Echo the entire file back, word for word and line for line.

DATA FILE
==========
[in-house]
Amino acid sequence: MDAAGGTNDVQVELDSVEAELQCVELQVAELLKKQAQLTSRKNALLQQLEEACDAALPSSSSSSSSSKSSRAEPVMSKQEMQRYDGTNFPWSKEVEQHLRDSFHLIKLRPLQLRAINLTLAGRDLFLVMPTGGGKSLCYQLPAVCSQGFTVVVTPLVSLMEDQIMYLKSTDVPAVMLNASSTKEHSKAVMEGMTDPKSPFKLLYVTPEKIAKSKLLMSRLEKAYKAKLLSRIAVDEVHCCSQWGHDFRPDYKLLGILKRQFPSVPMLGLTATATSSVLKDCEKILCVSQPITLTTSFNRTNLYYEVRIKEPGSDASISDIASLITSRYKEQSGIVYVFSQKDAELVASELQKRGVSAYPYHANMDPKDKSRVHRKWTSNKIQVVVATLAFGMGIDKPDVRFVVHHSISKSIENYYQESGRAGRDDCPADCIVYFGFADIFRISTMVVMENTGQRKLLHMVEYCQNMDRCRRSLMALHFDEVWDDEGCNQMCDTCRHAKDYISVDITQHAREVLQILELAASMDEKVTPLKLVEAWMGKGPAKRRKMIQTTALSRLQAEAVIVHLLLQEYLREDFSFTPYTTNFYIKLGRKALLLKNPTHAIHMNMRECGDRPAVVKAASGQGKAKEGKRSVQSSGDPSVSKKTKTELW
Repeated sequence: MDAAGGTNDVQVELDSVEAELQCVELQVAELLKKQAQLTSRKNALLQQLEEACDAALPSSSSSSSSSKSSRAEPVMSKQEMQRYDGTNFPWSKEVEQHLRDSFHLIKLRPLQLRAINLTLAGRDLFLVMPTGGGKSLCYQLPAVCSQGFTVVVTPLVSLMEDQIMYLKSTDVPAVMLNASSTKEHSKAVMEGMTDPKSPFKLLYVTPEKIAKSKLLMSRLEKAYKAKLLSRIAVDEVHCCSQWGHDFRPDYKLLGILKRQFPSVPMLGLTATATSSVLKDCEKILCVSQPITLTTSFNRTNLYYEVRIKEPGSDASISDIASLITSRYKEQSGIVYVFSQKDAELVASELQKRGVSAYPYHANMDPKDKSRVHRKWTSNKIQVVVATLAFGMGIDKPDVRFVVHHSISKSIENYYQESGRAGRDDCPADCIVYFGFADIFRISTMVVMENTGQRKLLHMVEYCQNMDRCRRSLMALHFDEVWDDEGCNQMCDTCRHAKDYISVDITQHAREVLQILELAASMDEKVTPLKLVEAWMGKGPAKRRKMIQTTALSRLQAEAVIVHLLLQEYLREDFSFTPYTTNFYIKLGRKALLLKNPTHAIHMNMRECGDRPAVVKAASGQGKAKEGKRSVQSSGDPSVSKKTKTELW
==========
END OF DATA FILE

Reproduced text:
[in-house]
Amino acid sequence: MDAAGGTNDVQVELDSVEAELQCVELQVAELLKKQAQLTSRKNALLQQLEEACDAALPSSSSSSSSSKSSRAEPVMSKQEMQRYDGTNFPWSKEVEQHLRDSFHLIKLRPLQLRAINLTLAGRDLFLVMPTGGGKSLCYQLPAVCSQGFTVVVTPLVSLMEDQIMYLKSTDVPAVMLNASSTKEHSKAVMEGMTDPKSPFKLLYVTPEKIAKSKLLMSRLEKAYKAKLLSRIAVDEVHCCSQWGHDFRPDYKLLGILKRQFPSVPMLGLTATATSSVLKDCEKILCVSQPITLTTSFNRTNLYYEVRIKEPGSDASISDIASLITSRYKEQSGIVYVFSQKDAELVASELQKRGVSAYPYHANMDPKDKSRVHRKWTSNKIQVVVATLAFGMGIDKPDVRFVVHHSISKSIENYYQESGRAGRDDCPADCIVYFGFADIFRISTMVVMENTGQRKLLHMVEYCQNMDRCRRSLMALHFDEVWDDEGCNQMCDTCRHAKDYISVDITQHAREVLQILELAASMDEKVTPLKLVEAWMGKGPAKRRKMIQTTALSRLQAEAVIVHLLLQEYLREDFSFTPYTTNFYIKLGRKALLLKNPTHAIHMNMRECGDRPAVVKAASGQGKAKEGKRSVQSSGDPSVSKKTKTELW
Repeated sequence: MDAAGGTNDVQVELDSVEAELQCVELQVAELLKKQAQLTSRKNALLQQLEEACDAALPSSSSSSSSSKSSRAEPVMSKQEMQRYDGTNFPWSKEVEQHLRDSFHLIKLRPLQLRAINLTLAGRDLFLVMPTGGGKSLCYQLPAVCSQGFTVVVTPLVSLMEDQIMYLKSTDVPAVMLNASSTKEHSKAVMEGMTDPKSPFKLLYVTPEKIAKSKLLMSRLEKAYKAKLLSRIAVDEVHCCSQWGHDFRPDYKLLGILKRQFPSVPMLGLTATATSSVLKDCEKILCVSQPITLTTSFNRTNLYYEVRIKEPGSDASISDIASLITSRYKEQSGIVYVFSQKDAELVASELQKRGVSAYPYHANMDPKDKSRVHRKWTSNKIQVVVATLAFGMGIDKPDVRFVVHHSISKSIENYYQESGRAGRDDCPADCIVYFGFADIFRISTMVVMENTGQRKLLHMVEYCQNMDRCRRSLMALHFDEVWDDEGCNQMCDTCRHAKDYISVDITQHAREVLQILELAASMDEKVTPLKLVEAWMGKGPAKRRKMIQTTALSRLQAEAVIVHLLLQEYLREDFSFTPYTTNFYIKLGRKALLLKNPTHAIHMNMRECGDRPAVVKAASGQGKAKEGKRSVQSSGDPSVSKKTKTELW